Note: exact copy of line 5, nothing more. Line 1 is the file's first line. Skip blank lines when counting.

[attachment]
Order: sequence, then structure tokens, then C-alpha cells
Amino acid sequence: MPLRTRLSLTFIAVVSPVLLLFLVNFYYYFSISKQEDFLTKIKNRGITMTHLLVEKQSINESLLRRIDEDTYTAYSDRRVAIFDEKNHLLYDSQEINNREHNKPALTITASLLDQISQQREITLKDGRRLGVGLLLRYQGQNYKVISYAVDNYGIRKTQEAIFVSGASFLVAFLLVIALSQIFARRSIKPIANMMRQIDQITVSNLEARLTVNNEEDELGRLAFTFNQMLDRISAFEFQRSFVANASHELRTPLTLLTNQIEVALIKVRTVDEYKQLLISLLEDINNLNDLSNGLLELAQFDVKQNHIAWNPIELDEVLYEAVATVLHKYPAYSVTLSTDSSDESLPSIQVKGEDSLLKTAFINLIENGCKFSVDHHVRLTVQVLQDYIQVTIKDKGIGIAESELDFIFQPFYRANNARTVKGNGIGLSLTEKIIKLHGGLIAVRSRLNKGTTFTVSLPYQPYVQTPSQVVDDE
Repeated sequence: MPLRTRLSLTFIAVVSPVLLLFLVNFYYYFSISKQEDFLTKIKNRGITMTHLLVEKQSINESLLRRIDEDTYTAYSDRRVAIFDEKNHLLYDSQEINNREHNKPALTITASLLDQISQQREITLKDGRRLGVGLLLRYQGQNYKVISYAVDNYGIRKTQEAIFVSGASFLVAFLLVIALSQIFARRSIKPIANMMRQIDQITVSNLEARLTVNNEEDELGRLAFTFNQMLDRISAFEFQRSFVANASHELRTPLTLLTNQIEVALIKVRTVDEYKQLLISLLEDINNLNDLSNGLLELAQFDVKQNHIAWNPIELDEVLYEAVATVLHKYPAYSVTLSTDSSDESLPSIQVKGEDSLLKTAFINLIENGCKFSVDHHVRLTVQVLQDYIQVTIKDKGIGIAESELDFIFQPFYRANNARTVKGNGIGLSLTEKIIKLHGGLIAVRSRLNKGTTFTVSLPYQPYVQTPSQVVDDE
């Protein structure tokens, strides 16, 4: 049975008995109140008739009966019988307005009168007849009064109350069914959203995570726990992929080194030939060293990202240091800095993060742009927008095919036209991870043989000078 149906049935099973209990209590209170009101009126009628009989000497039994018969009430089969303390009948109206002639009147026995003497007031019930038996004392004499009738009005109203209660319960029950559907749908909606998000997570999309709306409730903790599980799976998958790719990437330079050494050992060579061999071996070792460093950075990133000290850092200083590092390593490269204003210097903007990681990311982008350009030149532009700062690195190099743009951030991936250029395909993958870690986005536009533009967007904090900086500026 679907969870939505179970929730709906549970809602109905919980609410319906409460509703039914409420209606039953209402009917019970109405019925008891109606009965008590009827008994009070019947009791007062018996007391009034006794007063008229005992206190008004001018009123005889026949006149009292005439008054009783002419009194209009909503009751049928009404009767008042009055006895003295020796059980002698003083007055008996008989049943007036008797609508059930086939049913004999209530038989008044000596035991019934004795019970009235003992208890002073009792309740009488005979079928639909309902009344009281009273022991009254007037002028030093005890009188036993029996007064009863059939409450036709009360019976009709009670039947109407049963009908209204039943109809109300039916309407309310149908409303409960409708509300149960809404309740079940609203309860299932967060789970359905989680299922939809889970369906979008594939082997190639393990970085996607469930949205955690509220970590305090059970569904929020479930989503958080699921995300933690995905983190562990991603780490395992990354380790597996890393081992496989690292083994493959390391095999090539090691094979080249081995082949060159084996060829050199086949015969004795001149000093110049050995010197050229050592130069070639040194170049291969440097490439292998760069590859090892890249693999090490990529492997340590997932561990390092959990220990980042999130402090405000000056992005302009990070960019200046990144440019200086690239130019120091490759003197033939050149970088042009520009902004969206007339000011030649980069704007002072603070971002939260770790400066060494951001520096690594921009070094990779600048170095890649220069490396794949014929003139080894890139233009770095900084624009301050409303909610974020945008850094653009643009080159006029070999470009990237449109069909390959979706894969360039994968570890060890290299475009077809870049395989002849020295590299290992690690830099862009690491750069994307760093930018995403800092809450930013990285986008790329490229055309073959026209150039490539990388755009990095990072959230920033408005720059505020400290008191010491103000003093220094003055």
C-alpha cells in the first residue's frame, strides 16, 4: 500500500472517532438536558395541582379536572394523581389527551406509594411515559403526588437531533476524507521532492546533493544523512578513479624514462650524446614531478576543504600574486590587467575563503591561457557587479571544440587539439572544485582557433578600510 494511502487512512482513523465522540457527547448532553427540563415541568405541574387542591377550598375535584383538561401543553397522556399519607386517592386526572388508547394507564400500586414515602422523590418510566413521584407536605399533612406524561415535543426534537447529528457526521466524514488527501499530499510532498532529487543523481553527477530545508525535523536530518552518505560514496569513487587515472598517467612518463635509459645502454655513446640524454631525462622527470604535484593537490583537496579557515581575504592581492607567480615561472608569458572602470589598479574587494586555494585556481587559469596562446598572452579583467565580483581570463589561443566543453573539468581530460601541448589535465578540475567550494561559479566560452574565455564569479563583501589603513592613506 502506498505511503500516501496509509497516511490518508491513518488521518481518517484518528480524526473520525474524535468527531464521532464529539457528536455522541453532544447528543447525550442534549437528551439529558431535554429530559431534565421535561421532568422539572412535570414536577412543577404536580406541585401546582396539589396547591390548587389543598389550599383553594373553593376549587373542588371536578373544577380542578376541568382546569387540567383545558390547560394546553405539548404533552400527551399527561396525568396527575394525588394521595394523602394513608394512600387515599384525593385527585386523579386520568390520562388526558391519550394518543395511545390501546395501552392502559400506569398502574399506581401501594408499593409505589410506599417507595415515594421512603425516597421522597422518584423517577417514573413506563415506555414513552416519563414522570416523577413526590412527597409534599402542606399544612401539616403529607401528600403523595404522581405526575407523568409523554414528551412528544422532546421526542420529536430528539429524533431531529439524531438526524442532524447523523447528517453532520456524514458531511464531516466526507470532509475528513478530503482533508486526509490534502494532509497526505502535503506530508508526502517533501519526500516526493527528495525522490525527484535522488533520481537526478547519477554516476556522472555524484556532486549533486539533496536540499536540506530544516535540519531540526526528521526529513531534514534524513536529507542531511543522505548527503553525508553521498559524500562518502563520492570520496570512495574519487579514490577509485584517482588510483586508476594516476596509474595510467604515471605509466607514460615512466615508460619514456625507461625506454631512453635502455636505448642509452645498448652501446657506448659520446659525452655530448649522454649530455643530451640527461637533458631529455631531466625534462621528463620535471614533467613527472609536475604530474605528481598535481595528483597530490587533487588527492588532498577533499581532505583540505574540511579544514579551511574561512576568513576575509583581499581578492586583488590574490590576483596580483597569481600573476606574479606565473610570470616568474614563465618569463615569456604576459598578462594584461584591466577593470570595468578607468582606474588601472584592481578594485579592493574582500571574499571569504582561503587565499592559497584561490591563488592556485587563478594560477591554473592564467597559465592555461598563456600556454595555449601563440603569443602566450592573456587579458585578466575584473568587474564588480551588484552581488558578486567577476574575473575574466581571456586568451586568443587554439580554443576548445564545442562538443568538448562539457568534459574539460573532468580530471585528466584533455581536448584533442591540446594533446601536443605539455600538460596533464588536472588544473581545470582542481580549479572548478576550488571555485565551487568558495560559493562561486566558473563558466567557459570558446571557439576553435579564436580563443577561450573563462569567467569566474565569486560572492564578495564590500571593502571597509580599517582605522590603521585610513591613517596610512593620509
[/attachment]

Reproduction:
C-alpha cells in the first residue's frame, strides 16, 4: 500500500472517532438536558395541582379536572394523581389527551406509594411515559403526588437531533476524507521532492546533493544523512578513479624514462650524446614531478576543504600574486590587467575563503591561457557587479571544440587539439572544485582557433578600510 494511502487512512482513523465522540457527547448532553427540563415541568405541574387542591377550598375535584383538561401543553397522556399519607386517592386526572388508547394507564400500586414515602422523590418510566413521584407536605399533612406524561415535543426534537447529528457526521466524514488527501499530499510532498532529487543523481553527477530545508525535523536530518552518505560514496569513487587515472598517467612518463635509459645502454655513446640524454631525462622527470604535484593537490583537496579557515581575504592581492607567480615561472608569458572602470589598479574587494586555494585556481587559469596562446598572452579583467565580483581570463589561443566543453573539468581530460601541448589535465578540475567550494561559479566560452574565455564569479563583501589603513592613506 502506498505511503500516501496509509497516511490518508491513518488521518481518517484518528480524526473520525474524535468527531464521532464529539457528536455522541453532544447528543447525550442534549437528551439529558431535554429530559431534565421535561421532568422539572412535570414536577412543577404536580406541585401546582396539589396547591390548587389543598389550599383553594373553593376549587373542588371536578373544577380542578376541568382546569387540567383545558390547560394546553405539548404533552400527551399527561396525568396527575394525588394521595394523602394513608394512600387515599384525593385527585386523579386520568390520562388526558391519550394518543395511545390501546395501552392502559400506569398502574399506581401501594408499593409505589410506599417507595415515594421512603425516597421522597422518584423517577417514573413506563415506555414513552416519563414522570416523577413526590412527597409534599402542606399544612401539616403529607401528600403523595404522581405526575407523568409523554414528551412528544422532546421526542420529536430528539429524533431531529439524531438526524442532524447523523447528517453532520456524514458531511464531516466526507470532509475528513478530503482533508486526509490534502494532509497526505502535503506530508508526502517533501519526500516526493527528495525522490525527484535522488533520481537526478547519477554516476556522472555524484556532486549533486539533496536540499536540506530544516535540519531540526526528521526529513531534514534524513536529507542531511543522505548527503553525508553521498559524500562518502563520492570520496570512495574519487579514490577509485584517482588510483586508476594516476596509474595510467604515471605509466607514460615512466615508460619514456625507461625506454631512453635502455636505448642509452645498448652501446657506448659520446659525452655530448649522454649530455643530451640527461637533458631529455631531466625534462621528463620535471614533467613527472609536475604530474605528481598535481595528483597530490587533487588527492588532498577533499581532505583540505574540511579544514579551511574561512576568513576575509583581499581578492586583488590574490590576483596580483597569481600573476606574479606565473610570470616568474614563465618569463615569456604576459598578462594584461584591466577593470570595468578607468582606474588601472584592481578594485579592493574582500571574499571569504582561503587565499592559497584561490591563488592556485587563478594560477591554473592564467597559465592555461598563456600556454595555449601563440603569443602566450592573456587579458585578466575584473568587474564588480551588484552581488558578486567577476574575473575574466581571456586568451586568443587554439580554443576548445564545442562538443568538448562539457568534459574539460573532468580530471585528466584533455581536448584533442591540446594533446601536443605539455600538460596533464588536472588544473581545470582542481580549479572548478576550488571555485565551487568558495560559493562561486566558473563558466567557459570558446571557439576553435579564436580563443577561450573563462569567467569566474565569486560572492564578495564590500571593502571597509580599517582605522590603521585610513591613517596610512593620509